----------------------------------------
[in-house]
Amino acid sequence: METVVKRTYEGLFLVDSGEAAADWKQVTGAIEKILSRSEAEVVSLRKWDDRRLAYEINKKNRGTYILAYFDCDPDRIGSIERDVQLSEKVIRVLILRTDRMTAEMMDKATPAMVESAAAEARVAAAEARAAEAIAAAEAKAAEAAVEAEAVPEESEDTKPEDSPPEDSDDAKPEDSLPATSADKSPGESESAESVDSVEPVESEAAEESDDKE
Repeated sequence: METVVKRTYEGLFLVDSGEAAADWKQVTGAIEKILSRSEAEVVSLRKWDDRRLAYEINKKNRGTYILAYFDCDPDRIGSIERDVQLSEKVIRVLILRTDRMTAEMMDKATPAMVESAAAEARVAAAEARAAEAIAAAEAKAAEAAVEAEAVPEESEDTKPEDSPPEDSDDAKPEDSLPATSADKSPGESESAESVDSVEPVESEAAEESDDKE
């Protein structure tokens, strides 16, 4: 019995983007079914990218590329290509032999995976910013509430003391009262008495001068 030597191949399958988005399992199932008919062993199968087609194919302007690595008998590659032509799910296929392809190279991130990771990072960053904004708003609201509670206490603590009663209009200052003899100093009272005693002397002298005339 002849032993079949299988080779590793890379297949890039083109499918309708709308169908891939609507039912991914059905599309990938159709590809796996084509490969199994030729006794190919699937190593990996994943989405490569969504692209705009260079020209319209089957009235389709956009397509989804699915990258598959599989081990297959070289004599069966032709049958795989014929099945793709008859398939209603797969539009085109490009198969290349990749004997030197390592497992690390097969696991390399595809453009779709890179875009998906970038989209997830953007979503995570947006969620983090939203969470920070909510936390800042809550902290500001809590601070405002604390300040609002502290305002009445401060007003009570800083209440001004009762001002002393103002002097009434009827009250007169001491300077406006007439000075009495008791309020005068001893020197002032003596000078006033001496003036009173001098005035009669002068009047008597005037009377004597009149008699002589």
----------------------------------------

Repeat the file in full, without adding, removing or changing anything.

[in-house]
Amino acid sequence: METVVKRTYEGLFLVDSGEAAADWKQVTGAIEKILSRSEAEVVSLRKWDDRRLAYEINKKNRGTYILAYFDCDPDRIGSIERDVQLSEKVIRVLILRTDRMTAEMMDKATPAMVESAAAEARVAAAEARAAEAIAAAEAKAAEAAVEAEAVPEESEDTKPEDSPPEDSDDAKPEDSLPATSADKSPGESESAESVDSVEPVESEAAEESDDKE
Repeated sequence: METVVKRTYEGLFLVDSGEAAADWKQVTGAIEKILSRSEAEVVSLRKWDDRRLAYEINKKNRGTYILAYFDCDPDRIGSIERDVQLSEKVIRVLILRTDRMTAEMMDKATPAMVESAAAEARVAAAEARAAEAIAAAEAKAAEAAVEAEAVPEESEDTKPEDSPPEDSDDAKPEDSLPATSADKSPGESESAESVDSVEPVESEAAEESDDKE
């Protein structure tokens, strides 16, 4: 019995983007079914990218590329290509032999995976910013509430003391009262008495001068 030597191949399958988005399992199932008919062993199968087609194919302007690595008998590659032509799910296929392809190279991130990771990072960053904004708003609201509670206490603590009663209009200052003899100093009272005693002397002298005339 002849032993079949299988080779590793890379297949890039083109499918309708709308169908891939609507039912991914059905599309990938159709590809796996084509490969199994030729006794190919699937190593990996994943989405490569969504692209705009260079020209319209089957009235389709956009397509989804699915990258598959599989081990297959070289004599069966032709049958795989014929099945793709008859398939209603797969539009085109490009198969290349990749004997030197390592497992690390097969696991390399595809453009779709890179875009998906970038989209997830953007979503995570947006969620983090939203969470920070909510936390800042809550902290500001809590601070405002604390300040609002502290305002009445401060007003009570800083209440001004009762001002002393103002002097009434009827009250007169001491300077406006007439000075009495008791309020005068001893020197002032003596000078006033001496003036009173001098005035009669002068009047008597005037009377004597009149008699002589």